Probably the most important tip in this list is being proactively overreactive when it comes to security. It’s impossible to try to rationalize the motivations of some of the attacks you’ll experience; if someone can spam-submit your web forms thousands of times without being throttled, they will. Some attacks have a pretty clear agenda, such as stealing personal data. But often times, it’s not that easy to imagine the types of security concerns that you may run into.
Frequently, we see attempts to:
- Overload and crash websites and applications through distributed denial-of-service attacks.
- Inject code into forms in an injection attack to steal user data.
- Inject code into websites (in a cross-site scripting XSS attack) to impersonate another user.
Consider the following in order to be proactive when it comes to getting ahead of form attacks:
- Setup early detection through logging tools, such as Splunk, which offer alerts for log anomalies. i.e. Too many requests from a user within a certain interval.
- Ensure all storage is backed up and the back-up strategies are routinely carried out in fire drills. A back-up is only a back-up if it works.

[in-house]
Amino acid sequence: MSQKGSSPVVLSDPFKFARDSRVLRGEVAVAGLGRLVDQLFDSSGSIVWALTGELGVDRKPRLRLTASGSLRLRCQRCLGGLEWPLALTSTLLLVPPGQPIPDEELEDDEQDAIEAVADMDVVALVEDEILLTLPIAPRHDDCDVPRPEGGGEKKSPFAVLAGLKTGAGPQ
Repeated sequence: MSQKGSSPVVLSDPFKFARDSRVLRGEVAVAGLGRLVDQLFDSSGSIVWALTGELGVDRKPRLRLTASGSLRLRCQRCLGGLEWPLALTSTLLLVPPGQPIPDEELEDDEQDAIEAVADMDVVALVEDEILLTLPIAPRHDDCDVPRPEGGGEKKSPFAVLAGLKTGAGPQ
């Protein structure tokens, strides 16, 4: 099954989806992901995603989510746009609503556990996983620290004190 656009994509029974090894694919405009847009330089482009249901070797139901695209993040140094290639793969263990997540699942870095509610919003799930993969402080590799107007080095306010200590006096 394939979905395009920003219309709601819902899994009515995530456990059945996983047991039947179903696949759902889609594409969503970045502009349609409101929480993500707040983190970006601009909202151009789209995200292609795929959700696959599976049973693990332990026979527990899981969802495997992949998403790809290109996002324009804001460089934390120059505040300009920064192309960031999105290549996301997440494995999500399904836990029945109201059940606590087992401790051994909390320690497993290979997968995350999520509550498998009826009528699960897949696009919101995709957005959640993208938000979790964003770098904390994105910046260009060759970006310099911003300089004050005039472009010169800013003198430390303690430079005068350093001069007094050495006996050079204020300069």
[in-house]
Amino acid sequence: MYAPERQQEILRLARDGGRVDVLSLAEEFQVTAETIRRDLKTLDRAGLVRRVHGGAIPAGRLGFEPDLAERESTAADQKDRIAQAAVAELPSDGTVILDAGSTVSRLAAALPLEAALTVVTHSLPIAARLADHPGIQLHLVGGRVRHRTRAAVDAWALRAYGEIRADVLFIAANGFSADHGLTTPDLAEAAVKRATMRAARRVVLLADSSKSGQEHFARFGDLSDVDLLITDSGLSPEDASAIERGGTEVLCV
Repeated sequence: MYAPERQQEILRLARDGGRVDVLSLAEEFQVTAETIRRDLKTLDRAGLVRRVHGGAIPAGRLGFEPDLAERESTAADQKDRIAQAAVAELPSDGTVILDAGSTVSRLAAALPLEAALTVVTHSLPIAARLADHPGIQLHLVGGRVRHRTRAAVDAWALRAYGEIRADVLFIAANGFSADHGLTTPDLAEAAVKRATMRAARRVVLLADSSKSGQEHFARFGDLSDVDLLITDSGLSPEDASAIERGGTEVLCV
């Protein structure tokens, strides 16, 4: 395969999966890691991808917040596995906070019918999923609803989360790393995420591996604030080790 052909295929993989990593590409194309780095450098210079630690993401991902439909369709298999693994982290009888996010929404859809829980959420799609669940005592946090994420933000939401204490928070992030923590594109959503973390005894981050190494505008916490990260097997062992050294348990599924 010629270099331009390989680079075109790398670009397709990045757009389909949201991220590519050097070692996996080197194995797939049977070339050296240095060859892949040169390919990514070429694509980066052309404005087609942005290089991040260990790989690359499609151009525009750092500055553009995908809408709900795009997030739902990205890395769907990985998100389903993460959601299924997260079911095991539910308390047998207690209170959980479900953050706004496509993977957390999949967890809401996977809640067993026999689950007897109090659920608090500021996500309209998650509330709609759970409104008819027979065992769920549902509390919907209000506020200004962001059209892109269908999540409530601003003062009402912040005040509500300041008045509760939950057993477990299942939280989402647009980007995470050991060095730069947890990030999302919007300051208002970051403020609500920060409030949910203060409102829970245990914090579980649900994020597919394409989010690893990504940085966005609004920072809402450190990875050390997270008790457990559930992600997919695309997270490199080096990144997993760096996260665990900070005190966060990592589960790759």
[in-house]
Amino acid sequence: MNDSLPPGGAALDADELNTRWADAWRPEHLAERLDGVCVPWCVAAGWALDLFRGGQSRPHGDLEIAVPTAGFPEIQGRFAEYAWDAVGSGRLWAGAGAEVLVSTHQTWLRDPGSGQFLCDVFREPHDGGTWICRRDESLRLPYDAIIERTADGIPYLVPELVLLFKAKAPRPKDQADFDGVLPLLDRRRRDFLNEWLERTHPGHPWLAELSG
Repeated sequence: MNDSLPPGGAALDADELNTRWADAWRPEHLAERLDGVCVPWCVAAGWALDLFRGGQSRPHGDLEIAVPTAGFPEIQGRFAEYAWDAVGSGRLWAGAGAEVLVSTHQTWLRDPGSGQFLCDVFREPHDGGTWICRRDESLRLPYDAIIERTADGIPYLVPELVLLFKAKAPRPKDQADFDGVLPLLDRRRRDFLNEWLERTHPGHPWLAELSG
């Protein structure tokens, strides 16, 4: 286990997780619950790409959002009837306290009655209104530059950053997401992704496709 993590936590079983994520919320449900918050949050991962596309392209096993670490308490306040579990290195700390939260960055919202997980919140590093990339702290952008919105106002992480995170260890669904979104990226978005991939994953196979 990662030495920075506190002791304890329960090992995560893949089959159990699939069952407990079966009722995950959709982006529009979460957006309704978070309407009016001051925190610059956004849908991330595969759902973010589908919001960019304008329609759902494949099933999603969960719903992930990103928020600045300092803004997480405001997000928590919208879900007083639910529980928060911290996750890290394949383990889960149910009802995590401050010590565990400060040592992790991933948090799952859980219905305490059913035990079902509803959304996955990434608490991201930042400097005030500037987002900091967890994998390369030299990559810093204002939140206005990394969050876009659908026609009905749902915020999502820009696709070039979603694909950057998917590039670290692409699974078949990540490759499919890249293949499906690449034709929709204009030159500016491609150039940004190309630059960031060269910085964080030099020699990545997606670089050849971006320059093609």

- Establish a simple communication process for when an attack occurs. Who needs to be informed? IT Security? Managers?
Did you know that if your organization suffers a data breach, there could be legal implications and fines issued barring a press release notifying the public of the breach? Just another reason to ensure you have some sort of early detection measures.
4. Stay up to date on security practices
Our final point is the most straightforward, but one of the most difficult to carry out. Staying up to date on security is hard. Information is so accessible that it pushes forward technology and security, but also provides new opportunities and tools for sophisticated web attacks. This makes it hard to keep up.
Web security is a never-ending game of cat and mouse, but here are some the things you can do to stay up to date:
- Keep systems up to date with fixes for the latest vulnerabilities and attacks.
- Leverage available tools/technology and benefit from economy of scale. The AWS team spend millions staying ahead of and solving security issues, so take advantage of available Cloud services, networking tools, or any software which offers security solutions built by teams who focus on security.
- Consider an audit of your security practices through third-party services, or hold a hackathon within your dev team and gamify looking for vulnerabilities.
Security is a big topic and most organizations struggle with it.
I’ve highlighted some of the key areas to consider when thinking through your web security, but each organization is different. It’s impossible and naïve to assume that all companies spend equal time on security because the truth is, it depends on the types of data you are managing. At the very least, the above are basic security practices all organizations should adhere to.